Understanding cognitive distraction

In Georgia, there have been many campaigns designed to prevent distracted driving, but you may be unaware that there are different types of distracted driving. Manual and visual distractions are those that require you to take your hands off the wheel or eyes off the road, such as looking at your GPS or adjusting the volume on the radio. However, the most common, and the most dangerous, are cognitive distractions.

What are cognitive distractions?

Cognitive distractions don’t always cause you to take your hands off the wheel and your eyes from the road. This may be as simple as turning to talk to a passenger in the vehicle or driving when you are overly tired. However, there is research to indicate that cognitive distraction may be as dangerous as driving while under the influence of drugs or alcohol.

Prevalence of cognitive distractions

Statistics indicate that cognitive distractions are not at all uncommon. One of the biggest reasons for cognitive distraction is your cellphone; phone-related distractions cause over 3,000 car accidents leading to fatality each year. Even hands-free devices can cause distractions as a conversation with someone else may take your focus from the road. Your children in the back seat may also cause a cognitive distraction. Taking your eyes from the road for just four seconds at 55 miles per hour is the equivalent of driving the length of a football field with your eyes closed.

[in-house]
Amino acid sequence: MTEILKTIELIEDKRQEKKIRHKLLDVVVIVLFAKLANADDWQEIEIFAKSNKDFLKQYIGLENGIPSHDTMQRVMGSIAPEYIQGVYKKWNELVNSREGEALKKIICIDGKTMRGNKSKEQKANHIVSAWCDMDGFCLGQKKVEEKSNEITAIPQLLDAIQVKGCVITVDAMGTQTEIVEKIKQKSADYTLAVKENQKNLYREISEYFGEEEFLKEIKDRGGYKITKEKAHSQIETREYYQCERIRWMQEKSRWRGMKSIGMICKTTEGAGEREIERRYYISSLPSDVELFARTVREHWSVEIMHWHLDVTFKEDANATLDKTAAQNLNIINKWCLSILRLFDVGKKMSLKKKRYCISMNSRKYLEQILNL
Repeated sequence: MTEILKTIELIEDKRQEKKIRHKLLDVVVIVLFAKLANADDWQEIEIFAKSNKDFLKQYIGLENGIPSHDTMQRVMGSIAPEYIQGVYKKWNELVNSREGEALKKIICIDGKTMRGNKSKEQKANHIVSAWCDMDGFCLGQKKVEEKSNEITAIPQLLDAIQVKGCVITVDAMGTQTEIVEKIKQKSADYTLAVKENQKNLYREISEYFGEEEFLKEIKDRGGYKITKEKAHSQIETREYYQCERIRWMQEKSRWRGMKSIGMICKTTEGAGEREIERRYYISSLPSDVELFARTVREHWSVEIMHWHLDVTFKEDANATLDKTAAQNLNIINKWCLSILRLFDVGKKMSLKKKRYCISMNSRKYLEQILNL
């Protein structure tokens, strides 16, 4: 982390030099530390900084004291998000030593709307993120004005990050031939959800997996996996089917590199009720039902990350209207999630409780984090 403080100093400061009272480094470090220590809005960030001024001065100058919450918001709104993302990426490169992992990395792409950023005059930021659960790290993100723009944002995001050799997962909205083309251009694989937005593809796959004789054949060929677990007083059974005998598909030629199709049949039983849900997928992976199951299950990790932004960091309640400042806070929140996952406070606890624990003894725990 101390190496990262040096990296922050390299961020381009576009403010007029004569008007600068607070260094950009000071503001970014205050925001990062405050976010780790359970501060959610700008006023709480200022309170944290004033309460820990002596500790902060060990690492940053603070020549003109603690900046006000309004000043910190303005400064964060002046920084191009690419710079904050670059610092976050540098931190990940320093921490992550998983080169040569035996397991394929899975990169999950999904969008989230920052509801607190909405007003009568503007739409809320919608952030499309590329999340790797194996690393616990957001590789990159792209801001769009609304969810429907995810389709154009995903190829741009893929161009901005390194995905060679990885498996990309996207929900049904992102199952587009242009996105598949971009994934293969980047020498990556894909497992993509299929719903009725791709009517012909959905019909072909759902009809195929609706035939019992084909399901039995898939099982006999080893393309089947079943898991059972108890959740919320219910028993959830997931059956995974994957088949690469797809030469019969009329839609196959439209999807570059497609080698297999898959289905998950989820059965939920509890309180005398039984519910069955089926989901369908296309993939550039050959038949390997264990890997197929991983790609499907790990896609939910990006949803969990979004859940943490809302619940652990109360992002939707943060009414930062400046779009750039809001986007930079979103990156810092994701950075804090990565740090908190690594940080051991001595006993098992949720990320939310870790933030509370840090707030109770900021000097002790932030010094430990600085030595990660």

Preventing cognitive distractions

If you are riding with your children in the back seat, provide them with activities that keep them busy so that they don’t distract your attention from the road. Place your cellphone in your purse, in the back seat or in the glovebox so that you are not tempted to look at it if it rings or a text comes in. Don’t eat while you are driving or hand food to your children in the back seat.

Never drive while under the influence of drugs or alcohol. Be sure to get enough sleep before you get behind the wheel of a car. It’s also helpful to set your radio on a specific station at a good level before you begin driving and try not to adjust it unless you are stopped. Even a few seconds with your eyes off the can lead to car accidents that may result in injury or even death.

Distracted driving can be as dangerous as driving under the influence. If you have been involved in an accident with someone who was distracted, you might want to speak to an attorney in order to protect your rights under the law.